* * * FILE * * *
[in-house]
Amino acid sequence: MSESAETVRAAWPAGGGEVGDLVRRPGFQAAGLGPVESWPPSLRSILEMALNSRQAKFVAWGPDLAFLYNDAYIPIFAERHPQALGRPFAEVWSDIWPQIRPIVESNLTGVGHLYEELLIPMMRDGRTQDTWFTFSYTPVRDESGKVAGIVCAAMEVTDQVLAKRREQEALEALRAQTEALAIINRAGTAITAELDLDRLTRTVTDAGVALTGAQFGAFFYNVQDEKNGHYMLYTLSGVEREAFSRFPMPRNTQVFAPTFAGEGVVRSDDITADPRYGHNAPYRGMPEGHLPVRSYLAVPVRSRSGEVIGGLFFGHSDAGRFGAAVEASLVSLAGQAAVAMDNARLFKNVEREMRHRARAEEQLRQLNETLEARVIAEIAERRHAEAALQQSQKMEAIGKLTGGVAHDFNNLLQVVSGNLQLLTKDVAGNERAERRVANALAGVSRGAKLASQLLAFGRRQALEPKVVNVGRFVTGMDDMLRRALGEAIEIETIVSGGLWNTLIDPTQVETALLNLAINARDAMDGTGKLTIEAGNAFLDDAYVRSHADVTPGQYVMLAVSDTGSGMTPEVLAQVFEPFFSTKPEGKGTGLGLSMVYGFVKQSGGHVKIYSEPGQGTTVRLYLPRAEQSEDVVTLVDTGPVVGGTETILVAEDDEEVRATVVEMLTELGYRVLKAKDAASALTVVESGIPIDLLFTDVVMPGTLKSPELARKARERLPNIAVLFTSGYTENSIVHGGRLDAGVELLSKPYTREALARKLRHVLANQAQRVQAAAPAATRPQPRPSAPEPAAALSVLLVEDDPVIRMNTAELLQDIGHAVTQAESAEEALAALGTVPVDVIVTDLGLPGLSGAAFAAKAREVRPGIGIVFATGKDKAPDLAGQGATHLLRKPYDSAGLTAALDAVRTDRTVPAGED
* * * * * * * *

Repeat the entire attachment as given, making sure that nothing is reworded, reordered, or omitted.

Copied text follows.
[in-house]
Amino acid sequence: MSESAETVRAAWPAGGGEVGDLVRRPGFQAAGLGPVESWPPSLRSILEMALNSRQAKFVAWGPDLAFLYNDAYIPIFAERHPQALGRPFAEVWSDIWPQIRPIVESNLTGVGHLYEELLIPMMRDGRTQDTWFTFSYTPVRDESGKVAGIVCAAMEVTDQVLAKRREQEALEALRAQTEALAIINRAGTAITAELDLDRLTRTVTDAGVALTGAQFGAFFYNVQDEKNGHYMLYTLSGVEREAFSRFPMPRNTQVFAPTFAGEGVVRSDDITADPRYGHNAPYRGMPEGHLPVRSYLAVPVRSRSGEVIGGLFFGHSDAGRFGAAVEASLVSLAGQAAVAMDNARLFKNVEREMRHRARAEEQLRQLNETLEARVIAEIAERRHAEAALQQSQKMEAIGKLTGGVAHDFNNLLQVVSGNLQLLTKDVAGNERAERRVANALAGVSRGAKLASQLLAFGRRQALEPKVVNVGRFVTGMDDMLRRALGEAIEIETIVSGGLWNTLIDPTQVETALLNLAINARDAMDGTGKLTIEAGNAFLDDAYVRSHADVTPGQYVMLAVSDTGSGMTPEVLAQVFEPFFSTKPEGKGTGLGLSMVYGFVKQSGGHVKIYSEPGQGTTVRLYLPRAEQSEDVVTLVDTGPVVGGTETILVAEDDEEVRATVVEMLTELGYRVLKAKDAASALTVVESGIPIDLLFTDVVMPGTLKSPELARKARERLPNIAVLFTSGYTENSIVHGGRLDAGVELLSKPYTREALARKLRHVLANQAQRVQAAAPAATRPQPRPSAPEPAAALSVLLVEDDPVIRMNTAELLQDIGHAVTQAESAEEALAALGTVPVDVIVTDLGLPGLSGAAFAAKAREVRPGIGIVFATGKDKAPDLAGQGATHLLRKPYDSAGLTAALDAVRTDRTVPAGED